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6.  The U.S. does not have a vote under an existing earlier UN/ECE agreement regarding wheeled vehicles, equipment and parts, known as the “1958 Agreement” because it is not a contracting party to that agreement. Historically, the United States did not become a contracting party to the 1958 Agreement because (1) it was not feasible to develop regulations regarding motor vehicle safety in what was then a primarily common European regulatory development forum and (2) NHTSA's enforcement procedures precluded the U.S. from engaging in the 1958 Agreement's mutual recognition obligations. Although the 1958 Agreement was amended in late 1995 to reduce the impediments to becoming a contracting party, the U.S. determined that further amendments were necessary. Ultimately, it determined in talks with the contracting parties to the 1958 Agreement that the most desirable course of action was to develop a new, parallel agreement.

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7.  As used here and in the balance of this notice, “Contracting Parties” refers to Contracting Parties to the 1998 Global Agreement.

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8.  The first eight Contracting Parties are: Canada, the EC, France, Germany, Japan, the Russian Federation, United Kingdom, and the U.S.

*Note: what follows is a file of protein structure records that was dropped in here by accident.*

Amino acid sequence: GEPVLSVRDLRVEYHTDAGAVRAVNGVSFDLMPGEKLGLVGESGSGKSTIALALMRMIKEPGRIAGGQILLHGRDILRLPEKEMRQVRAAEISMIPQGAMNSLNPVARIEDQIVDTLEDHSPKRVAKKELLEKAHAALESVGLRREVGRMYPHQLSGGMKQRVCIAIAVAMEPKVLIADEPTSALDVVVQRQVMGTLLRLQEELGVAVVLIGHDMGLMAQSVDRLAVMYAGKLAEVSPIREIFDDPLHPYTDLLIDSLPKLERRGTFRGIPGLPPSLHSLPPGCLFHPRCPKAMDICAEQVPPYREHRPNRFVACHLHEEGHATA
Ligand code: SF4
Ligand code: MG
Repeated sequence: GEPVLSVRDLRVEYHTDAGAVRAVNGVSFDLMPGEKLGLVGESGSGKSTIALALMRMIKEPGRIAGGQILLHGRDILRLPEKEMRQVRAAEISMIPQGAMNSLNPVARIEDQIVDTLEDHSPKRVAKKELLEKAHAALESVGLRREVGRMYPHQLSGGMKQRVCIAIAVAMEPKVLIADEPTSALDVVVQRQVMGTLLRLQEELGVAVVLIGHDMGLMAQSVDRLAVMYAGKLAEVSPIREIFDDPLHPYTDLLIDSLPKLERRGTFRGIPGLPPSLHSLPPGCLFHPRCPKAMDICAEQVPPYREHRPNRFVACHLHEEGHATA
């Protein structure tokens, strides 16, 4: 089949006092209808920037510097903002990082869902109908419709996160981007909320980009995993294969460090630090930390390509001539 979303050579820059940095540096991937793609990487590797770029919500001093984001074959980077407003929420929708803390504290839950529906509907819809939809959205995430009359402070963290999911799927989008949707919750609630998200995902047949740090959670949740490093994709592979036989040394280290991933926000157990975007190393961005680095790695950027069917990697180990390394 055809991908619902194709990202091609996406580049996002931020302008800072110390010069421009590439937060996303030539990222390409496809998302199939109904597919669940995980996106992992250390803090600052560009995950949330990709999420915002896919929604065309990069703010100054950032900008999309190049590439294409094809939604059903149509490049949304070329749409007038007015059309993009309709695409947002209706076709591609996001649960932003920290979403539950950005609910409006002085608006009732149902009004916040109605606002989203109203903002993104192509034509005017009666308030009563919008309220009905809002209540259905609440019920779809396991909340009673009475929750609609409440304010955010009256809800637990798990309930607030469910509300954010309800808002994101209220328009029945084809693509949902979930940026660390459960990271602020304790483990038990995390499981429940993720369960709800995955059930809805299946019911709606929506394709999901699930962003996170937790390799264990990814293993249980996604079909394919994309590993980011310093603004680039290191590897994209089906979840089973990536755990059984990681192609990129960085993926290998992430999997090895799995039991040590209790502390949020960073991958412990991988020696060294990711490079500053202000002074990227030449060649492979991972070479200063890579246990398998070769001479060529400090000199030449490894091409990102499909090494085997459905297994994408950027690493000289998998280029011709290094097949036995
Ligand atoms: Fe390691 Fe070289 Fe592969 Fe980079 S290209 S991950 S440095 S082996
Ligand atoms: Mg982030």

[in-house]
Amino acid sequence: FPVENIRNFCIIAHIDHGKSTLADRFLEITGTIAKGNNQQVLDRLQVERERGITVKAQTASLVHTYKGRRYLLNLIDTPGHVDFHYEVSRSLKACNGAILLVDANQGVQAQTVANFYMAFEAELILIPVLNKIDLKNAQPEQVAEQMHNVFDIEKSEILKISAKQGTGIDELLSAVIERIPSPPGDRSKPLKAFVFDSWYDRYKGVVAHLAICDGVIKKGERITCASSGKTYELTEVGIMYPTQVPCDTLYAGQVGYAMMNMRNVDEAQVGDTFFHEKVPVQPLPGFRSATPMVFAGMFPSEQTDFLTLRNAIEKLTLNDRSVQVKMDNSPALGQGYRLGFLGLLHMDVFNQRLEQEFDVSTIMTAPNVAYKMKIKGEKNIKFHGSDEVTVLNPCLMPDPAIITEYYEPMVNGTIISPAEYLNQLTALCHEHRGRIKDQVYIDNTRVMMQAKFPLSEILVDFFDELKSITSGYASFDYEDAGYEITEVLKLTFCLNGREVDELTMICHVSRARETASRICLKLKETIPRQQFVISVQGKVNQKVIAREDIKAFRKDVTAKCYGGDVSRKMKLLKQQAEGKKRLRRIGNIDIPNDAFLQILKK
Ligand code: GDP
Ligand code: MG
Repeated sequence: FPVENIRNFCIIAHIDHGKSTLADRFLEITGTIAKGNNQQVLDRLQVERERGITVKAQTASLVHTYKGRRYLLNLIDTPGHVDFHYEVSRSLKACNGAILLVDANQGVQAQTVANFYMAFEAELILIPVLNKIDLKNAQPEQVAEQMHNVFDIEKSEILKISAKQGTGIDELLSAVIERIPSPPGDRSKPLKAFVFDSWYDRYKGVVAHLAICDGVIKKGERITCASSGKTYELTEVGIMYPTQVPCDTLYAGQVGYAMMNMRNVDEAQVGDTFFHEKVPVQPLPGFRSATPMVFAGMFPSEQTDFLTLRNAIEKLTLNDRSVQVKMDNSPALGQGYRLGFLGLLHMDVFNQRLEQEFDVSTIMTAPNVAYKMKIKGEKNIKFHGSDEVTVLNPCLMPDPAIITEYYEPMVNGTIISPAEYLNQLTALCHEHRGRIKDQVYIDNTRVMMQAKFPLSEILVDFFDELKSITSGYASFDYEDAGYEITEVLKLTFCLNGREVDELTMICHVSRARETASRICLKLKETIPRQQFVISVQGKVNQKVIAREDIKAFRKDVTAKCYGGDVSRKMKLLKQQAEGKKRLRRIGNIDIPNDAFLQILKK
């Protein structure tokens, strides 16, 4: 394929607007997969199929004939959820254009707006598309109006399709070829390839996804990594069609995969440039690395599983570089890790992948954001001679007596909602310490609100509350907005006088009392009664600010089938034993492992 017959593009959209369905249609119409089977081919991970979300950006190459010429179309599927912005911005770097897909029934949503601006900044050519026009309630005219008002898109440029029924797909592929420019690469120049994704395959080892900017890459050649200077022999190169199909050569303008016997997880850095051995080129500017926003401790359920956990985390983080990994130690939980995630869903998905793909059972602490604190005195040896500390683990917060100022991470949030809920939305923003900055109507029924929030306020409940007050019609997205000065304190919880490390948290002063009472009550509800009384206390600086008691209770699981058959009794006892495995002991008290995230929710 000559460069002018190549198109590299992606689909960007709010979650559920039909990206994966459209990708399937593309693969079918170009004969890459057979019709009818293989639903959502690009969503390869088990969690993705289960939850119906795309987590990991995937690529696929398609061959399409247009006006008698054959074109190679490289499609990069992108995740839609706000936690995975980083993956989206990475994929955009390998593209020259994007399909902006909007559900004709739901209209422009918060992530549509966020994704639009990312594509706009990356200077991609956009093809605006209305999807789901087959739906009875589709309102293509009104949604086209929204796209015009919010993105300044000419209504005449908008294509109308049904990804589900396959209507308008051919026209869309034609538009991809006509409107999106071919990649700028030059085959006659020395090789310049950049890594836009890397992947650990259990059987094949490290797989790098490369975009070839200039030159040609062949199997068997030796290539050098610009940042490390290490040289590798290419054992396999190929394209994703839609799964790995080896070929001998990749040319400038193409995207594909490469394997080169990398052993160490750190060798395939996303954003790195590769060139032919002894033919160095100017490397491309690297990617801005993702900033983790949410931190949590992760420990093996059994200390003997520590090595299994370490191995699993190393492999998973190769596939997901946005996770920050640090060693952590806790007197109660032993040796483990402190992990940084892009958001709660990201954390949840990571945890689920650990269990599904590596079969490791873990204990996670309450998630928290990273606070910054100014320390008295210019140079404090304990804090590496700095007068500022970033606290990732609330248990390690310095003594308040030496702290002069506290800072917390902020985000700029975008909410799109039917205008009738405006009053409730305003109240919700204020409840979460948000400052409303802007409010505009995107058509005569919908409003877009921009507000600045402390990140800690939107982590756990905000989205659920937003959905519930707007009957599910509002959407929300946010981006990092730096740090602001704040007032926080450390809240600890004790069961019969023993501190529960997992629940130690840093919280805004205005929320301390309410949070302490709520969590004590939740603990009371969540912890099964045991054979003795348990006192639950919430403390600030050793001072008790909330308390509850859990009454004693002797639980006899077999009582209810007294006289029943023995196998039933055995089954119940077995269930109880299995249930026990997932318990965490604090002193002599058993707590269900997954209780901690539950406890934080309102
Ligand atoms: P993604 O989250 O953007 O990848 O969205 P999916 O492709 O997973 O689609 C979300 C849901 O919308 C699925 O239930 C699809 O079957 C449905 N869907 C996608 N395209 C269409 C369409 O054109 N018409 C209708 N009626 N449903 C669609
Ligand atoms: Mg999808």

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9.  In the interest of simplicity, this notice uses the term “WP.29 meetings” to refer to sessions of WP.29, meetings of WP.29 working parties of experts, and meetings of the Executive Committee.

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10.  One of the agreements of the Uruguay Round administered by the WTO is the TBT Agreement. (http://www.wto.org) The purpose of the TBT Agreement is to ensure that product-standards, technical regulations, and related procedures do not create unnecessary obstacles to trade. At the same time, the TBT Agreement clearly recognizes that each country has the right to establish and maintain national technical regulations for the protection of human, animal, and plant life and health and the environment, and for prevention against deceptive practices.

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11.  This step is diagramed in Figure 1 of the Appendix.